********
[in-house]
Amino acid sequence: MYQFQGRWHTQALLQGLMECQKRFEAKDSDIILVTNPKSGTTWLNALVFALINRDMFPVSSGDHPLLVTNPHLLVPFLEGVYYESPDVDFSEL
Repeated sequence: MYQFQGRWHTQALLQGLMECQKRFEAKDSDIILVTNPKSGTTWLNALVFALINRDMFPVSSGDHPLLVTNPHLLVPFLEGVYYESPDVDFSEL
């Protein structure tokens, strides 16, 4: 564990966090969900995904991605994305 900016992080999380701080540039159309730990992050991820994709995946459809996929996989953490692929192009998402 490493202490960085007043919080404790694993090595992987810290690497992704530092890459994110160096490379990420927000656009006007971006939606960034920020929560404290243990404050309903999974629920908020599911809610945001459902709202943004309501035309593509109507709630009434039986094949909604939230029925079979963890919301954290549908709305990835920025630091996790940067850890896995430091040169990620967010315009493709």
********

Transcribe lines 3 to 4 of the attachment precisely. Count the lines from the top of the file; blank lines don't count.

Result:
Repeated sequence: MYQFQGRWHTQALLQGLMECQKRFEAKDSDIILVTNPKSGTTWLNALVFALINRDMFPVSSGDHPLLVTNPHLLVPFLEGVYYESPDVDFSEL
């Protein structure tokens, strides 16, 4: 564990966090969900995904991605994305 900016992080999380701080540039159309730990992050991820994709995946459809996929996989953490692929192009998402 490493202490960085007043919080404790694993090595992987810290690497992704530092890459994110160096490379990420927000656009006007971006939606960034920020929560404290243990404050309903999974629920908020599911809610945001459902709202943004309501035309593509109507709630009434039986094949909604939230029925079979963890919301954290549908709305990835920025630091996790940067850890896995430091040169990620967010315009493709």